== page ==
27 Min.

Resilience Roundtable: After the Camp Fire, Part 2 American Planning Association

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In a two-part episode, Bill Siembieda, AICP, PhD, talks with Butte County, California, planning staff about the aftermath of the 2018 Camp Fire — one of the deadliest and costliest wildfires in the state's history, with 85 casualties and more than 50,000 people evacuated from their homes. Part II of these conversations features Tim Snellings, director of development services for Butte County. Tim details the logistics of the cleanup process, and the two planners discuss how the town of Paradise, which was hardest hit by the disaster, might replan their community. Tim outlines some of the ways county staff might get creative with incentives and programs as they make updates to their general plan. He also underscores the challenges facing communities in the area and how urgent the need is for every jurisdiction facing these realities to update their plan now. [It's] essential that you be prepared for the disaster that's coming, that you don't shortcut on your general plan ... You're thinking that, “Oh, we'll get to it someday.” You need to get to it now. You need to find funding now to update your safety elements and do your hazard mitigation planning now. — Tim Snellings, Director of Development Services, Butte County (California) Bill Siembieda, AICP, PhD, is professor of city and regional planning at California Polytechnic State University in San Luis Obispo.

In a two-part episode, Bill Siembieda, AICP, PhD, talks with Butte County, California, planning staff about the aftermath of the 2018 Camp Fire — one of the deadliest and costliest wildfires in the state's history, with 85 casualties and more than 50,000 people evacuated from their homes. Part II of these conversations features Tim Snellings, director of development services for Butte County. Tim details the logistics of the cleanup process, and the two planners discuss how the town of Paradise, which was hardest hit by the disaster, might replan their community. Tim outlines some of the ways county staff might get creative with incentives and programs as they make updates to their general plan. He also underscores the challenges facing communities in the area and how urgent the need is for every jurisdiction facing these realities to update their plan now. [It's] essential that you be prepared for the disaster that's coming, that you don't shortcut on your general plan ... You're thinking that, “Oh, we'll get to it someday.” You need to get to it now. You need to find funding now to update your safety elements and do your hazard mitigation planning now. — Tim Snellings, Director of Development Services, Butte County (California) Bill Siembieda, AICP, PhD, is professor of city and regional planning at California Polytechnic State University in San Luis Obispo.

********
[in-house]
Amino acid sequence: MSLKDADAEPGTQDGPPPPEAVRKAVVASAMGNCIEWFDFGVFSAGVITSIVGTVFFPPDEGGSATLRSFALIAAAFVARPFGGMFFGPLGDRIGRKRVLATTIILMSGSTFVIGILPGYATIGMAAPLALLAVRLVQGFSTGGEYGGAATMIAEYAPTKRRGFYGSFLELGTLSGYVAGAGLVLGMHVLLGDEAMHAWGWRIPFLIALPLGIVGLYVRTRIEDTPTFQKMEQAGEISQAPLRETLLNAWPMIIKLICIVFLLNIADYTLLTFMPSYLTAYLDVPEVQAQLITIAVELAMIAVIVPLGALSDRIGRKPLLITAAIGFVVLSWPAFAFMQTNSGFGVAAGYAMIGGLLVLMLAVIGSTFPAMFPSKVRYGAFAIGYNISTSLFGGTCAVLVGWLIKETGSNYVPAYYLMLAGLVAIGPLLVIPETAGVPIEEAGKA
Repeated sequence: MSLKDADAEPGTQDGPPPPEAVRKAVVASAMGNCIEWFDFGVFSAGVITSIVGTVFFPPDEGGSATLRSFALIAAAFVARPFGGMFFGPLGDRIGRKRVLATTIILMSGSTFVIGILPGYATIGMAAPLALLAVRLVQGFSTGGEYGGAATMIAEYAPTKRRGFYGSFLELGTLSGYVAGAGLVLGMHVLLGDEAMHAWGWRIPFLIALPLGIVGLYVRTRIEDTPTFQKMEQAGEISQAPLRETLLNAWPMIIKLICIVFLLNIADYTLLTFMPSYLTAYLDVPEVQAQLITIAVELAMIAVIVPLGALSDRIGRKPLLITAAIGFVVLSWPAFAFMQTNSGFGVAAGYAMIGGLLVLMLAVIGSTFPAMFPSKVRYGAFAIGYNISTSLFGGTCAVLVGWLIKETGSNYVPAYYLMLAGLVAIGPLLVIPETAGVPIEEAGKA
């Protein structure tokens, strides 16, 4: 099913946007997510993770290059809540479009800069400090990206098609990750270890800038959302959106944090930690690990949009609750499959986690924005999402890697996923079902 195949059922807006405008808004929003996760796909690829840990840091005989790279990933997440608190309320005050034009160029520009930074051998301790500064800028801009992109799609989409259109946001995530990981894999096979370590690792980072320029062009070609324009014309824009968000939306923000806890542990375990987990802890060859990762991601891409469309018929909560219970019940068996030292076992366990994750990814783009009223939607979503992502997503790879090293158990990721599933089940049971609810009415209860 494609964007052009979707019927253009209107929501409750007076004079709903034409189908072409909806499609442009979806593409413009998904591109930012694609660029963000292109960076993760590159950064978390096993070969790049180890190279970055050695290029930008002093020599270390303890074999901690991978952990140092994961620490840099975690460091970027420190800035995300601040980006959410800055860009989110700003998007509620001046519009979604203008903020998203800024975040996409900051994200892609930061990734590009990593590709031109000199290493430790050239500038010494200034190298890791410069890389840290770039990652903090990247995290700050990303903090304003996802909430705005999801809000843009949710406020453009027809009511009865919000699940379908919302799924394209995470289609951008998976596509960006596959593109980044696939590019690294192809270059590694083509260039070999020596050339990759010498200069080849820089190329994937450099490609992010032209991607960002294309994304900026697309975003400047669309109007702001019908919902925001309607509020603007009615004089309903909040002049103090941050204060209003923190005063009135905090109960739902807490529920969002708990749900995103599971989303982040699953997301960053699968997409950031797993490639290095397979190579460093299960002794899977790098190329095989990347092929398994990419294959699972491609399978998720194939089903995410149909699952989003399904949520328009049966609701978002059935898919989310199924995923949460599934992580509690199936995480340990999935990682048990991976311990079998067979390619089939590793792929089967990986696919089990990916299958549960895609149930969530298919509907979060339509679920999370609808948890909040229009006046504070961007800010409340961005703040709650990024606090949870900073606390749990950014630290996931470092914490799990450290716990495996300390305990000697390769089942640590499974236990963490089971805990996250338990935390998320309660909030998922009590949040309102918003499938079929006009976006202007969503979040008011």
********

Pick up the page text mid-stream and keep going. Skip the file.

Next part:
27 Min.

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